}
        else if (this.CurrentPage == this._attendeeView)
        {
            this.ToolbarItems.Add(this._refreshToolbarItem);
        }
    }
}

Simple but useful !

 

Happy coding!

[Xamarin] How to access user’s contacts ?

March 10th, 2014 | Posted by Tom in .NET | Article | Windows Phone | WPF - (0 Comments) | Read: 985

In my previous article about Xamarin, I’ve explained a way to access user’s contact by using the ManagedQuery API. Even if the code is working fine, you may think that it can be a bit “hard” to understand, when the only goal is to query the contacts.

Today, I’ll talk about Xamarin.Mobile, a library that exposes some APIs to access user’s contacts, user’s position and to allow you to, easily, take a picture in your application. The interesting point here is the fact that the API is available for iOS, Android and Windows Phone.

To use Xamarin.Mobile, you need to download the binaries. Thanks to the Components Store available (something that’s a bit similar to Nuget), you can get them easily:

image image

After you hit the “Add to App” button, the component is downloaded and the reference is added to your project:

image image

Once the reference is added, the first step is to add the following “using”:

using Xamarin.Contacts;

Now, by using the AddressBook class, we are able to access to the user’s contacts and we can use LINQ, which provides a more easier and comfortable syntax:

var addressBook = new AddressBook(this);
if (!await addressBook.RequestPermission())
{
    // We don't have the permission to access user's contacts: check if the READ_CONTACTS has been set
}
else
{
    var companyContacts = addressBook.Where(c => c.Organizations.Any(o => o.Name == "Infinite Square"));
    if (companyContacts.Any())
    {
        foreach (var contact in companyContacts)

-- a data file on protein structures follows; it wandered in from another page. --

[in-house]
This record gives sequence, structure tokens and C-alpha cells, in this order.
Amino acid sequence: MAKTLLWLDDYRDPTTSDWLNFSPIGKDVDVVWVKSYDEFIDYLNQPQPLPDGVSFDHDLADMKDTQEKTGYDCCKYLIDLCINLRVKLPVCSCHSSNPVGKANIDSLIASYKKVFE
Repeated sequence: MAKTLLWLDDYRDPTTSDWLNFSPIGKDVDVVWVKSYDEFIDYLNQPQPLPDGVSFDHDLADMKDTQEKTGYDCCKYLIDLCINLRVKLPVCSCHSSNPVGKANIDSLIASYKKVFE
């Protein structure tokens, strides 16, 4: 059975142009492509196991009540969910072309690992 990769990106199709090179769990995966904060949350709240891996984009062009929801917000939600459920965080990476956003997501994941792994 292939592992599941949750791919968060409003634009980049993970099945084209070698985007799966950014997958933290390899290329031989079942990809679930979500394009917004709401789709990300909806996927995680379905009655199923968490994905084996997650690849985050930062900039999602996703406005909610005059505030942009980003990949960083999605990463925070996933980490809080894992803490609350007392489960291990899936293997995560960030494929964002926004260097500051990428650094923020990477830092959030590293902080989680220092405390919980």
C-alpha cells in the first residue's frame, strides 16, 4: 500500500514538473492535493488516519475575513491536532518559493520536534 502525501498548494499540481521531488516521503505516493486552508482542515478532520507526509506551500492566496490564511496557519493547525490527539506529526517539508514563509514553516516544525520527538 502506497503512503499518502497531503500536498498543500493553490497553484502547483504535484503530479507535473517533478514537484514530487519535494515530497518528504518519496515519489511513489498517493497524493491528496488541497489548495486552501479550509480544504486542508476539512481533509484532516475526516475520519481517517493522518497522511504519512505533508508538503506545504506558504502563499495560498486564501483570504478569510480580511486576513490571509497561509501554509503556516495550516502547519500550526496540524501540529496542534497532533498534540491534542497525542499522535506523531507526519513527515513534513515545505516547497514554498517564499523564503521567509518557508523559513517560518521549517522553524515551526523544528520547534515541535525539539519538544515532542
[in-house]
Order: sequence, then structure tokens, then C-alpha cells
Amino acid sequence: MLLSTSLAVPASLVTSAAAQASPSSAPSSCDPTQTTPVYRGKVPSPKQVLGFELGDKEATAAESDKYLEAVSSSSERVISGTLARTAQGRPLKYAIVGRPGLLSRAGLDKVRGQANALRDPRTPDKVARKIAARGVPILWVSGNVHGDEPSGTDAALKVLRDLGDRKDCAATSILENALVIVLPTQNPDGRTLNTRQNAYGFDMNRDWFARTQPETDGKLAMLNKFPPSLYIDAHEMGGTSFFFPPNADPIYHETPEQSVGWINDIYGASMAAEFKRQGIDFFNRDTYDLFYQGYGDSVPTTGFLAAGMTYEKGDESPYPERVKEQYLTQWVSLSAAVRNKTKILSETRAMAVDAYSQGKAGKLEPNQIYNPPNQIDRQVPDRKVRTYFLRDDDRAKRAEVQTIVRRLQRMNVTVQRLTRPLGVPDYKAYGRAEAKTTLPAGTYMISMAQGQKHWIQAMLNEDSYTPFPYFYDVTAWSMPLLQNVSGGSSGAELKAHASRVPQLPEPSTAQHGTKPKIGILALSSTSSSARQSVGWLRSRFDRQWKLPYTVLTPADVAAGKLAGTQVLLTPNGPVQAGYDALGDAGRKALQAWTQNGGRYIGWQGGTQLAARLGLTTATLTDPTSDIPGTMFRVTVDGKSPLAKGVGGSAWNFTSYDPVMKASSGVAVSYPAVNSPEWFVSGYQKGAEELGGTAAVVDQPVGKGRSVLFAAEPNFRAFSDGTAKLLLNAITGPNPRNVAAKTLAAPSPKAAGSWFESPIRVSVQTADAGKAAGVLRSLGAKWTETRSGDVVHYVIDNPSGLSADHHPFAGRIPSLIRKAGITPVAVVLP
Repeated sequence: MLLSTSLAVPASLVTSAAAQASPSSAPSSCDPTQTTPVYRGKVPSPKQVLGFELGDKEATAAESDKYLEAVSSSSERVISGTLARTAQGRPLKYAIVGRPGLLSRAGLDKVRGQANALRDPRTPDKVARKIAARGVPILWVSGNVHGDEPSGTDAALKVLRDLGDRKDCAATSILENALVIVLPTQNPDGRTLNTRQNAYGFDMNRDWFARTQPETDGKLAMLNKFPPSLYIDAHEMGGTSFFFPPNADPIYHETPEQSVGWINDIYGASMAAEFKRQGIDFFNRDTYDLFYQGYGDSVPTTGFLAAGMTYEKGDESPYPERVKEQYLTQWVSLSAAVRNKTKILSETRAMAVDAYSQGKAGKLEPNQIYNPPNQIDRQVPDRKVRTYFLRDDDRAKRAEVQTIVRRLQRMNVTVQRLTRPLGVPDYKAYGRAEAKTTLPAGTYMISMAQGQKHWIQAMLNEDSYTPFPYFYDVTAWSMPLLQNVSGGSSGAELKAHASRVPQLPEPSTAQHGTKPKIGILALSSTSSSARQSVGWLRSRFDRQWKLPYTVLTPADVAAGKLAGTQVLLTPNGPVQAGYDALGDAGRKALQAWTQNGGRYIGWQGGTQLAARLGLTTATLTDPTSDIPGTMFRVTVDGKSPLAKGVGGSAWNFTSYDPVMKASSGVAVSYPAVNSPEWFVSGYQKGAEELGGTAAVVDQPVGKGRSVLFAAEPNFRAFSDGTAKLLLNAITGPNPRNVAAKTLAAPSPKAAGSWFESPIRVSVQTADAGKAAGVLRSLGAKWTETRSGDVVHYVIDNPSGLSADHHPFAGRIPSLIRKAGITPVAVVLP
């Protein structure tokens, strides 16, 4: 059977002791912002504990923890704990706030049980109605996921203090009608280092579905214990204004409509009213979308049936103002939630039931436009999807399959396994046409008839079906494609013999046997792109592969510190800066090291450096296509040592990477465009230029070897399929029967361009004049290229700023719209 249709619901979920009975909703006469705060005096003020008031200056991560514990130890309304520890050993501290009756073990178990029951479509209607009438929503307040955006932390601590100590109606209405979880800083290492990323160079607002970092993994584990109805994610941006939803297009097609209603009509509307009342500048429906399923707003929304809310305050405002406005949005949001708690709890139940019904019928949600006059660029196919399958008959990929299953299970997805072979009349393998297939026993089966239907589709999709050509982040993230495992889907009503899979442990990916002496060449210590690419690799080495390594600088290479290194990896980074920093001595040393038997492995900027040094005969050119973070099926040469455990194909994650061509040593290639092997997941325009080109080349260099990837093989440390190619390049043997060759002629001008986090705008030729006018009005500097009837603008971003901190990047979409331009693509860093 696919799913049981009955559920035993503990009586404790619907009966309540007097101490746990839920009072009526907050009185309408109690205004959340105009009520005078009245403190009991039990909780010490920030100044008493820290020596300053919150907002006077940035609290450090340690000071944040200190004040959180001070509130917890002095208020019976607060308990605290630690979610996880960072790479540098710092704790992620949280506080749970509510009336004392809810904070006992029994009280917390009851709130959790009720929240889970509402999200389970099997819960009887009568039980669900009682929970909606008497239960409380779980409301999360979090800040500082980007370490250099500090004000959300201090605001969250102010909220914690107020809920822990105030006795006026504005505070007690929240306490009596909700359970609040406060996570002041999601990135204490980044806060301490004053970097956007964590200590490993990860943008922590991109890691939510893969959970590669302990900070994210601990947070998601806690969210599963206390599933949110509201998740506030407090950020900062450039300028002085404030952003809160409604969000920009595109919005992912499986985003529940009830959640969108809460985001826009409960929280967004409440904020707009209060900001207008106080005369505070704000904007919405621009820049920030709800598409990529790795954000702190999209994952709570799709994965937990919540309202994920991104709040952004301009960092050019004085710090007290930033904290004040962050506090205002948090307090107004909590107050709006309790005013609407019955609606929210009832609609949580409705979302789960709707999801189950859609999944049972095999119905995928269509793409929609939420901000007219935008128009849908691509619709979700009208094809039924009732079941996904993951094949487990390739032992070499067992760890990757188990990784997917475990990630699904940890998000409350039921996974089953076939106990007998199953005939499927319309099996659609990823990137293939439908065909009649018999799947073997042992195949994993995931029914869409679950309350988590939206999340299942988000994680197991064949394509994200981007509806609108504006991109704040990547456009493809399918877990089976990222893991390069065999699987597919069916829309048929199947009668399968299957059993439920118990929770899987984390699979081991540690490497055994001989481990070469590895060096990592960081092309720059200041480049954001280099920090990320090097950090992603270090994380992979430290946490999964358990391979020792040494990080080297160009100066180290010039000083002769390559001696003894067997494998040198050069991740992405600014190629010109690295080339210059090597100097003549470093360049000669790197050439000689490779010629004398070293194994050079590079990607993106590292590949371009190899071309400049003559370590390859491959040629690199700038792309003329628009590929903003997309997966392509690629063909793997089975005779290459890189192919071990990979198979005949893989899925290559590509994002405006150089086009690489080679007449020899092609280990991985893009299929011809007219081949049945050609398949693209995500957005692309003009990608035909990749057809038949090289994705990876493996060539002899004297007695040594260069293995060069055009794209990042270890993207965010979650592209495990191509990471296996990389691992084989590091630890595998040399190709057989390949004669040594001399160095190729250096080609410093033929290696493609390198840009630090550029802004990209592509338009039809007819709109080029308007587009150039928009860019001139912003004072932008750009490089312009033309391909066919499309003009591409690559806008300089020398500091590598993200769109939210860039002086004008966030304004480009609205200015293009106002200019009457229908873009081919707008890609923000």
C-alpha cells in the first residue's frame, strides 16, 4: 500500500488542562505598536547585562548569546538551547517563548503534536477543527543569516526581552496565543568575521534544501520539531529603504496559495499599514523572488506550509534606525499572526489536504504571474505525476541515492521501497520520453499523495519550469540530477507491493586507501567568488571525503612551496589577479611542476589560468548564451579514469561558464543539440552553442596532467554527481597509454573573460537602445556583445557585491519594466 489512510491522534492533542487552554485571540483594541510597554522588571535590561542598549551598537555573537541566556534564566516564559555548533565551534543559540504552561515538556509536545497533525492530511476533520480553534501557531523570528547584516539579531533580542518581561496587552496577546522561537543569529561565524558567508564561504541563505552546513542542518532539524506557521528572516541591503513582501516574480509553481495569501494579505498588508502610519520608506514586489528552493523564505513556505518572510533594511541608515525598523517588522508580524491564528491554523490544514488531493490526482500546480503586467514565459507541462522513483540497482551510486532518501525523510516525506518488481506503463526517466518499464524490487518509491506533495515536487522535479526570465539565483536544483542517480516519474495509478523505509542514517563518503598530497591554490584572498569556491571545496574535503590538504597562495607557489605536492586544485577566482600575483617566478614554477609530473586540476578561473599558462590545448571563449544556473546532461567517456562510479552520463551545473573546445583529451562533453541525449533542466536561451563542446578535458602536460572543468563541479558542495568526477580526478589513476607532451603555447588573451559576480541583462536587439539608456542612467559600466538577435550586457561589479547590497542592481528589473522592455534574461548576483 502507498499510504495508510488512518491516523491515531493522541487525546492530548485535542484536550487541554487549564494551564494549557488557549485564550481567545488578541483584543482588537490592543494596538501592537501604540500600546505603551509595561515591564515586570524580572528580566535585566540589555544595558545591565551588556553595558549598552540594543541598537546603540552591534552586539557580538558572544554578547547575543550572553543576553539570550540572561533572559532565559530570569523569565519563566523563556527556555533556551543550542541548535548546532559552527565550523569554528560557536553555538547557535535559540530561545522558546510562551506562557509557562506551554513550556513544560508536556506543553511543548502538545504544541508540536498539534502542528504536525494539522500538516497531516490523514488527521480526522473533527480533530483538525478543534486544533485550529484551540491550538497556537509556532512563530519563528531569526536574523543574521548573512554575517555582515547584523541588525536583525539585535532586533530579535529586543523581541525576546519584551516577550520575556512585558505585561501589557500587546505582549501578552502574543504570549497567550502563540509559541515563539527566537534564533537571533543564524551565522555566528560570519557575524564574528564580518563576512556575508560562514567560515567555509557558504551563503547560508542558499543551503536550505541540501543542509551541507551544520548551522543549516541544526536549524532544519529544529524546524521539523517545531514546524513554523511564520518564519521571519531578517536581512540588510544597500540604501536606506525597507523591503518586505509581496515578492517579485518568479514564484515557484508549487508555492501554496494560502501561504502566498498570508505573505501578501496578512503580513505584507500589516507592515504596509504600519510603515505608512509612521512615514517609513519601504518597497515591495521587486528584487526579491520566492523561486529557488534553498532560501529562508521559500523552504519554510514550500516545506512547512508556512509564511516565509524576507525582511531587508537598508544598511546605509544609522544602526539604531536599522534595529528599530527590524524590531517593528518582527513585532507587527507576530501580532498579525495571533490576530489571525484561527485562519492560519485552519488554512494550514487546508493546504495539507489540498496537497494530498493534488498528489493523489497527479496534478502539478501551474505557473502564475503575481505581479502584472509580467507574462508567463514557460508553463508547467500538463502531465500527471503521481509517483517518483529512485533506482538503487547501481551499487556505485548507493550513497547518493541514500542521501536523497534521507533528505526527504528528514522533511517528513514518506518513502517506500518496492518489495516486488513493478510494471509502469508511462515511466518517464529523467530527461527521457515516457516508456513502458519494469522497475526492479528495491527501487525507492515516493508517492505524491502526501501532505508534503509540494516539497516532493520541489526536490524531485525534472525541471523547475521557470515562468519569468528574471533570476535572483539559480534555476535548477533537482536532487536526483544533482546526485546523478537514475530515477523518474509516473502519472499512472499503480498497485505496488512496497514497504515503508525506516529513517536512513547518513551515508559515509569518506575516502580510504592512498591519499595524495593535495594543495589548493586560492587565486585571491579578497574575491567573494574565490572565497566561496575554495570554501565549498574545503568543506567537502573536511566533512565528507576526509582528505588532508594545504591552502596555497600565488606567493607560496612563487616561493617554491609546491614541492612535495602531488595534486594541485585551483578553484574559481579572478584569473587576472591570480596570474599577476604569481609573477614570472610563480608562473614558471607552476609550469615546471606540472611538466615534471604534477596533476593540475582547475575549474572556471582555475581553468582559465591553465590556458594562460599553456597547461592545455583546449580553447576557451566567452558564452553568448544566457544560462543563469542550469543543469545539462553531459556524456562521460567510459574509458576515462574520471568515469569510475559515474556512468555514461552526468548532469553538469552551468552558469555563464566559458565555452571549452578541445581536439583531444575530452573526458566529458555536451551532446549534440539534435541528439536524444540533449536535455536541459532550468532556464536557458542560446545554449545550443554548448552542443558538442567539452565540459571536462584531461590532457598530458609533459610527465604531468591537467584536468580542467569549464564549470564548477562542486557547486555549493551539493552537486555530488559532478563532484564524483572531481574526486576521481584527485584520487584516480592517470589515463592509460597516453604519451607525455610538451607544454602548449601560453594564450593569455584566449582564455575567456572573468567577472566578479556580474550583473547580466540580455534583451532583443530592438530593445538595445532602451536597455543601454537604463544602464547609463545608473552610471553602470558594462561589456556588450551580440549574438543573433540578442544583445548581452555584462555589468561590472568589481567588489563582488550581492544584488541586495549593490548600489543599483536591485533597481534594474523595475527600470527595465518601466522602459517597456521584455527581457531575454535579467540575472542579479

{
            var lastName = contact.LastName;
            var firstName = contact.FirstName;
            var thumbnailBitmap = contact.GetThumbnail();
        }
    }
}

As you can see, the code is really easy to understand and maintainable!

 

If you want to know more about Xamarin.Mobile (or just check how does it work), feel free to go to Github, where you’ll be able to find the sources: https://github.com/xamarin/Xamarin.Mobile

 

Happy (Xamarin) coding!

Recently, I was talking with one of my good friend, Matthieu, who explained me how he uses, in WAQS, some Nuget packages to add commands to the PowerShell console. As I like this idea, I decide to take a look at it and it’s really powerful!

So let’s see how it works and let me show you a preview of what you can do :)

Creating the Nuget package

This is the main (but mandatory) step you’ll need to do. For that, I decided to use the tool Nuget Package Explorer that let you to create your package, edit its metadata, add some dependencies, etc.

image

Once you created your package (it’s as simple as click on New –> File), you need to specify what you’ll put in your package. In our case, we want to add some commands to the PowerShell console so we need a script that will run every time a solution/project is opened so we have to add some content to the file init.ps1:

image

We could have choose to put our code in the file install.ps1 but the content of this file is only executed when the Nuget package is installed and not when user open your project in a new instance of Visual Studio (because, in that case, there is no install to perform as the package is already installed). As we want our commands to be always available (not only when the package is installed), we need to use init.ps1 (thanks Matthieu for the trick).

On that file, we’ll perform 2 actions: first, we’ll remove all the previous versions of the module we are developing then we’ll import it (using a module is not always needed but it’s a good thing to split your code in smaller files):

param($installPath, $toolsPath, $package)

foreach ($_ in Get-Module | ?{$_.Name -eq 'VSExtensionsModule'})
{
    Remove-Module 'VSExtensionsModule'
}

Import-Module (Join-Path $toolsPath VSExtensionsModule.psm1)